I threatened in another thread to write this one, so… in PAX South, a panel of developers was asked “What’s an RPG?”
This was a panel on online RPGs, which I sadly only noticed after the fact, or I might not have screwed up so badly that I will facepalming at the memory of it for years to come, but… the panel was chaired by Dallas Dickinson (of QC Games: Breach), and consisted of some fairly heavy hitting game design stars:
- Gabe Amatangelo (also of QC Games)
- Chad Robertson (of Bioware, Anthem])
- Matt Rhoades (of Stoic Studio: Banner Saga)
- Scott Hartsman (formerly of Trion Worlds: Everquest, Rift…)
- Marsh Leflet (of Monster Squad games, Torchlight)
- Jack Emmert (of Daybreak Games: Lord of the Rings Online…)
Gabe spoke first, saying he felt there were four things that made an RPG, whether tabletop or PC:
Collaborative Storytelling - he said that for a computer RPG, the collaboration would mostly be between the player and the developers and AI.
Character building and progression
Combat, with loot
Exploration - he said this was an uncertain one, and the rest of the panel, after brief discussion, agreed it was not necessary.
To me, this seems a fair start, though what’s missing there is worrying. It’s basically just a rephrasing of Bartle’s four character archetypes (Socializer, Achiever, Killer, Explorer). And as a hardcore Explorer, I was pained to see my segment so swiftly dismissed!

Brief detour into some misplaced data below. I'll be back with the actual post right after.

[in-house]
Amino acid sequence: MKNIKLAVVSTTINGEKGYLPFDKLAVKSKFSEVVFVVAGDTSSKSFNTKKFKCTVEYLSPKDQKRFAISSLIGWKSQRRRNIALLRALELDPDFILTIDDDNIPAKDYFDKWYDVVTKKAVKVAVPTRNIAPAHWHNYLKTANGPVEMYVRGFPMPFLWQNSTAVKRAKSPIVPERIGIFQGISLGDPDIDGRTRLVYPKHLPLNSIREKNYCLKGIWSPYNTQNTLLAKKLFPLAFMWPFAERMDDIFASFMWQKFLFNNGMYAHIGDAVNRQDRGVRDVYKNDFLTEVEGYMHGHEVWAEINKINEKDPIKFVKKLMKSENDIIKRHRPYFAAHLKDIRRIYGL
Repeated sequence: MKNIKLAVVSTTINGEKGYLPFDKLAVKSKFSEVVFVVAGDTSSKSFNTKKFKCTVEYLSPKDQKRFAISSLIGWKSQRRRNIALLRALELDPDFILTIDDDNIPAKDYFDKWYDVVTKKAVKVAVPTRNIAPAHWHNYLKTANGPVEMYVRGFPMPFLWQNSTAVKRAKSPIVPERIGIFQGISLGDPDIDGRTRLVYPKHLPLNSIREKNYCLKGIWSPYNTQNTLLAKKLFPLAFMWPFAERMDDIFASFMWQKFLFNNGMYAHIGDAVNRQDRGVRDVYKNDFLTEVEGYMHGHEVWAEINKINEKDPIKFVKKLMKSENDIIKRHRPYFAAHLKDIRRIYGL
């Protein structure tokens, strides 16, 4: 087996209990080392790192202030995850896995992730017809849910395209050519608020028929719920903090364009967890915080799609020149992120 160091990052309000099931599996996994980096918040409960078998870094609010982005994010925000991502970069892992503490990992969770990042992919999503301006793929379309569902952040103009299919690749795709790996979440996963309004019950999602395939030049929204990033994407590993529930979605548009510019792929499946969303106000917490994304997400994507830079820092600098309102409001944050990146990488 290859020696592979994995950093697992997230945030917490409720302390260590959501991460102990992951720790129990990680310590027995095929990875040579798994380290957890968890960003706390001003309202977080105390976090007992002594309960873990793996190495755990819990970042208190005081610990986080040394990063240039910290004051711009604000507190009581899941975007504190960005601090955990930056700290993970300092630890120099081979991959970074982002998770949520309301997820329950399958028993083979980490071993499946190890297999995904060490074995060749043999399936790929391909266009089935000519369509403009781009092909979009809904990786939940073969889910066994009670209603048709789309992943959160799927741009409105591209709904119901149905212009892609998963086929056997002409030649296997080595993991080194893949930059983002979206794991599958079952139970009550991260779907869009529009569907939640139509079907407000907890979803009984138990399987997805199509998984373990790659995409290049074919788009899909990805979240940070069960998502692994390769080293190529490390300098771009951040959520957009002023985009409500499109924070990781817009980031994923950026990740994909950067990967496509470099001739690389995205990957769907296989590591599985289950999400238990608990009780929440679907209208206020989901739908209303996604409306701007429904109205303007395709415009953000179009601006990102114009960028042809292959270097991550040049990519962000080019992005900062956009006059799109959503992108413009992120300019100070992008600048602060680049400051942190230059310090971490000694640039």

Chad spoke next, saying that for him, the agency you had with your character mattered. I perked up for a moment, but then he defined that as the ability to define a representation of yourself, via XP curves.
Then Jack spoke, saying he felt that persistence of the progression was important, and ideally the gameplay should not be twitch play.
Matt said that it was solely about character progression through stats. Jack pointed out that tabletop RPG was becoming became less about stats and more about story, and suggested this might be because computers RPGs had the stats-based gameplay sewn up, so tabletop had to go for the niche play
Scott said that, while they were making Everquest and such, they had thought they were making RPGs, but in fact all that players really wanted was fighting and loot.
Jack pointed out that this was just Monty Haul gaming, which has existed since the days of tabletop.
(Looking back at it, I really like Jack’s continuing efforts to draw the parallels between tabletop and online RPGs).
To me, thinking that players want Monty Haul campaigns feels like conflating what players complain about, with what they would actually enjoy playing. Players will tell you where the pain points are, and how to make the game incrementally less unpleasant to play. They will generally not make suggestions on how to make it exponentially more enjoyable to play. So if you make a grind game, they’ll whine endlessly about the combat, and the loot drops, but they will not, in general, say “deprecate the grinding and looting, and put in an epic storyline, with relatable NPCs!” – particularly if you’re not making a sequel, so people can’t compare to what went before and say “this is missing, and should be there”.